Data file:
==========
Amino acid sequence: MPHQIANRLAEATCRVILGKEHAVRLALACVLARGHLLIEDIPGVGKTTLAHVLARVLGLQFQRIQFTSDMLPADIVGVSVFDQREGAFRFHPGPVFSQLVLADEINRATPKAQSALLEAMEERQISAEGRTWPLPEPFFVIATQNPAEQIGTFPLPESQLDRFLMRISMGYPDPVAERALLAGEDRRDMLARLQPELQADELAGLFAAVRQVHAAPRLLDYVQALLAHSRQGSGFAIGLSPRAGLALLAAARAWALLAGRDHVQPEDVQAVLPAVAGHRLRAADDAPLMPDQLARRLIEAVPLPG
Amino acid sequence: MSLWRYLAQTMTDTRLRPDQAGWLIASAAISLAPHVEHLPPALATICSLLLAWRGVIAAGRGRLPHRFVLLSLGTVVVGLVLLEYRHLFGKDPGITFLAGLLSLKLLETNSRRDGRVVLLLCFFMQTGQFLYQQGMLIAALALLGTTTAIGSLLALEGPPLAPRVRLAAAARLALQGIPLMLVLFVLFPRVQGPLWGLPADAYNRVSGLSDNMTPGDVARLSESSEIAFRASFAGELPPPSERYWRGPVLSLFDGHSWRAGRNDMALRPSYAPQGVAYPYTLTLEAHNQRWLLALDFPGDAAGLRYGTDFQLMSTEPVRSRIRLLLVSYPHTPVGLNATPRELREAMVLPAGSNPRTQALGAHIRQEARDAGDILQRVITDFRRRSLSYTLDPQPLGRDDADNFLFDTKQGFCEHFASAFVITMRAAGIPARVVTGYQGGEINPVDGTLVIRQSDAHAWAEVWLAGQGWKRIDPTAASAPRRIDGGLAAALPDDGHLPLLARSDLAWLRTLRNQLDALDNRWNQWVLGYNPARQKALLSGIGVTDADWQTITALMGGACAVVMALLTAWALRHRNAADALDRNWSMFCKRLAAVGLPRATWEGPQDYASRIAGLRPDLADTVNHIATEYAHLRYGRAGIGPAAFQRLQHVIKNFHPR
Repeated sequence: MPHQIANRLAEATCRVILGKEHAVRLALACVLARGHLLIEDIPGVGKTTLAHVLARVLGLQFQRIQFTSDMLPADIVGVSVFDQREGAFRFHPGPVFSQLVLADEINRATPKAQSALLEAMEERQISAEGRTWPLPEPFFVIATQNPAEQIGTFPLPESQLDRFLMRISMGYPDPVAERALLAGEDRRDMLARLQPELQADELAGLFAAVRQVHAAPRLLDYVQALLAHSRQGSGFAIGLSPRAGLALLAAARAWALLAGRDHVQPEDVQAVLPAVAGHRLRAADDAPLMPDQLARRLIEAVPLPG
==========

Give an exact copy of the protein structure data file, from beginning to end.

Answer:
Amino acid sequence: MPHQIANRLAEATCRVILGKEHAVRLALACVLARGHLLIEDIPGVGKTTLAHVLARVLGLQFQRIQFTSDMLPADIVGVSVFDQREGAFRFHPGPVFSQLVLADEINRATPKAQSALLEAMEERQISAEGRTWPLPEPFFVIATQNPAEQIGTFPLPESQLDRFLMRISMGYPDPVAERALLAGEDRRDMLARLQPELQADELAGLFAAVRQVHAAPRLLDYVQALLAHSRQGSGFAIGLSPRAGLALLAAARAWALLAGRDHVQPEDVQAVLPAVAGHRLRAADDAPLMPDQLARRLIEAVPLPG
Amino acid sequence: MSLWRYLAQTMTDTRLRPDQAGWLIASAAISLAPHVEHLPPALATICSLLLAWRGVIAAGRGRLPHRFVLLSLGTVVVGLVLLEYRHLFGKDPGITFLAGLLSLKLLETNSRRDGRVVLLLCFFMQTGQFLYQQGMLIAALALLGTTTAIGSLLALEGPPLAPRVRLAAAARLALQGIPLMLVLFVLFPRVQGPLWGLPADAYNRVSGLSDNMTPGDVARLSESSEIAFRASFAGELPPPSERYWRGPVLSLFDGHSWRAGRNDMALRPSYAPQGVAYPYTLTLEAHNQRWLLALDFPGDAAGLRYGTDFQLMSTEPVRSRIRLLLVSYPHTPVGLNATPRELREAMVLPAGSNPRTQALGAHIRQEARDAGDILQRVITDFRRRSLSYTLDPQPLGRDDADNFLFDTKQGFCEHFASAFVITMRAAGIPARVVTGYQGGEINPVDGTLVIRQSDAHAWAEVWLAGQGWKRIDPTAASAPRRIDGGLAAALPDDGHLPLLARSDLAWLRTLRNQLDALDNRWNQWVLGYNPARQKALLSGIGVTDADWQTITALMGGACAVVMALLTAWALRHRNAADALDRNWSMFCKRLAAVGLPRATWEGPQDYASRIAGLRPDLADTVNHIATEYAHLRYGRAGIGPAAFQRLQHVIKNFHPR
Repeated sequence: MPHQIANRLAEATCRVILGKEHAVRLALACVLARGHLLIEDIPGVGKTTLAHVLARVLGLQFQRIQFTSDMLPADIVGVSVFDQREGAFRFHPGPVFSQLVLADEINRATPKAQSALLEAMEERQISAEGRTWPLPEPFFVIATQNPAEQIGTFPLPESQLDRFLMRISMGYPDPVAERALLAGEDRRDMLARLQPELQADELAGLFAAVRQVHAAPRLLDYVQALLAHSRQGSGFAIGLSPRAGLALLAAARAWALLAGRDHVQPEDVQAVLPAVAGHRLRAADDAPLMPDQLARRLIEAVPLPG